From a relatively low level in the previous month, the number of decisions has increased substantially: EU+ countries issued about 40 500 decisions at first instance in September 2021 (where data are missing for two EU+ countries), up by 14 % from August. In particular, first instance decisions issued to Afghans rose from 3 500 in August to more than 4 700 in September, which was the highest level so far in 2021. An even stronger increase occurred for Venezuelans, who received six times as many decisions (close to 1 800) as in August (about 300). EU+ countries also took significantly more decisions on Syrians (some 6 300 in total), Somalis, Albanians and citizens of North Macedonia.  

However, as applications increased more strongly, the gap to decisions widened. In September, applications outnumbered first instance decisions by more than 30 000 cases, increasing from almost 20 000 cases in August and about 12 000 in July. The gap in September was again the largest gap in five years, since August 2016. While adjusting for missing data from two EU+ countries does not significantly affect these figures, the gap shrinks somewhat when withdrawn applications and other case closures (mainly in Dublin procedures) are accounted for in addition to first instance decisions.      

Highest recognition rate for Afghans on record 

The EU+ recognition rate was 41 % in September 2021, the highest since April 2020. For the EU+ recognition rate, only decisions that granted refugee status and subsidiary protection are considered positive, in contrast to decisions granting humanitarian protection under national law. About three fifths of all positive decisions in September granted refugee status, while the remainder granted subsidiary protection

The increase in the overall recognition rate was largely driven by the highest recognition rate for Afghans on record (86 % in September), i.e. since the beginning of the EPS data exchange in 2014. It was far higher than their recognition rate in the period January – August 2021 (54 %) and essentially the same as for Syrians (87 %). In fact, Afghans had unusually high recognition rates in September both for first-time applications (85 %) and repeated applications (72 %). As for Syrians, about half of all positive decisions on Afghan cases granted refugee status, the other half granting subsidiary protection.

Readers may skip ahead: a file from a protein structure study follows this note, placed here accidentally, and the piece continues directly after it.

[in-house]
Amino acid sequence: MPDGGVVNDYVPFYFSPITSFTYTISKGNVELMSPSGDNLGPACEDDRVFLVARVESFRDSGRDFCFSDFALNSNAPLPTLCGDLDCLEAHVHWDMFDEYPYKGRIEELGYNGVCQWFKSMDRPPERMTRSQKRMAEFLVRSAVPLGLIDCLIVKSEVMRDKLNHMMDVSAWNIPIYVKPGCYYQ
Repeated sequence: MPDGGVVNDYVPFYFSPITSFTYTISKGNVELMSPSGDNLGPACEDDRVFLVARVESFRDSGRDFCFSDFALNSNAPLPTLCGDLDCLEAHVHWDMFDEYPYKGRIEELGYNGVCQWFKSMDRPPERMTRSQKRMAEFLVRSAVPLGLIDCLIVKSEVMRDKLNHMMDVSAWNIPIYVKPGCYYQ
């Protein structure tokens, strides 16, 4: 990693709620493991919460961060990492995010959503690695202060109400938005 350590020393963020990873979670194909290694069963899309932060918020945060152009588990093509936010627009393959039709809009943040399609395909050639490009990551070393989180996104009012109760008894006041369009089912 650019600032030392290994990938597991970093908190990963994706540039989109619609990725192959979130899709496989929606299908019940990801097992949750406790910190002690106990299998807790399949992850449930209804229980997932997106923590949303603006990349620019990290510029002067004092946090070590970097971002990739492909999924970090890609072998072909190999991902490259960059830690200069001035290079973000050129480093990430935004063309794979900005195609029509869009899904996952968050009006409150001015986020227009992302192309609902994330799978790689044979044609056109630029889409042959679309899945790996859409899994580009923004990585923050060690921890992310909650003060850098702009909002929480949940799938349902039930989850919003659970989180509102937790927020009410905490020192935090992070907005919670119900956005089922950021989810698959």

Apart from Syrians and Afghans, Eritreans (81 %) and Belarusians (85 %) had the highest recognition rates in September, among the nationalities receiving at least 200 decisions. Recognition rates were especially low for Moldovans (0 %), Georgians and Indians (1 %), Serbians and citizens of North Macedonia (2 %), Bangladeshis and Albanians (3 %).

Continuing rise of the caseload at first instance

Based on the latest available data, about 798 400 cases were pending at all instances3 in the EU+ at the end of August 2021, roughly stable from July. Some 899 600 cases had been awaiting a decision a year earlier, in August 2020. Since then, EU+ countries have reduced the caseload by 11 %. Cases pending at first instance – those that are still being processed by asylum authorities, not including those that are open in appeal or review (second and higher instances) – fell by about 32 000 between August 2020 and August 2021, declining at roughly the same rate as total pending cases. 

At the end of September 2021, about 394 300 cases were still pending at first instance,4 up by 4 % from the end of August. Pending cases at first instance therefore increased for the fourth time in a row, which reflects the recent increases in applications that have far outpaced first instance decisions. Accordingly, the share of cases pending for up to six months grew and was approaching one half in September. Slightly more pending cases concerned Afghans (about 56 000) than Syrians (55 000). Together, these two nationalities accounted for 28 % of all cases still pending at first instance.


This page is produced by EASO’s Situational Awareness Unit (SAU) on the basis of monthly data exchanged under the Early Warning and Preparedness System (EPS). The data shared with EASO by the EU+ countries are provisional and unvalidated, and therefore may differ from validated data submitted to Eurostat (according to Regulation (EU) 2020/851 amending Regulation (EC) 862/2007). In line with the dissemination guide on EPS data, EASO cannot publish data disaggregated per EU+ country.

Date of release: 01 December 2021


[1]  The designation "Kosovo" is without prejudice to positions on status and is in line with UNSCR 1244/1999 and the ICJ Opinion on the Kosovo declaration of independence.
[2]  See EASO Situational update Issue No 7, Developments in asylum procedures in EU+ countries in response to the situation in Afghanistan
[3]  Eurostat data (migr_asypenctzm) on pending cases at all instances in August 2021 were available for 28 EU+ countries; the July value was used for the missing country. EASO EPS data on pending cases at first instance were available for 27 EU+ countries in August 2021.  
[4] Using values from earlier months for two EU+ countries where data were unavailable for September. Based only on the 27 EU+ countries reporting in September, the number was 390 500.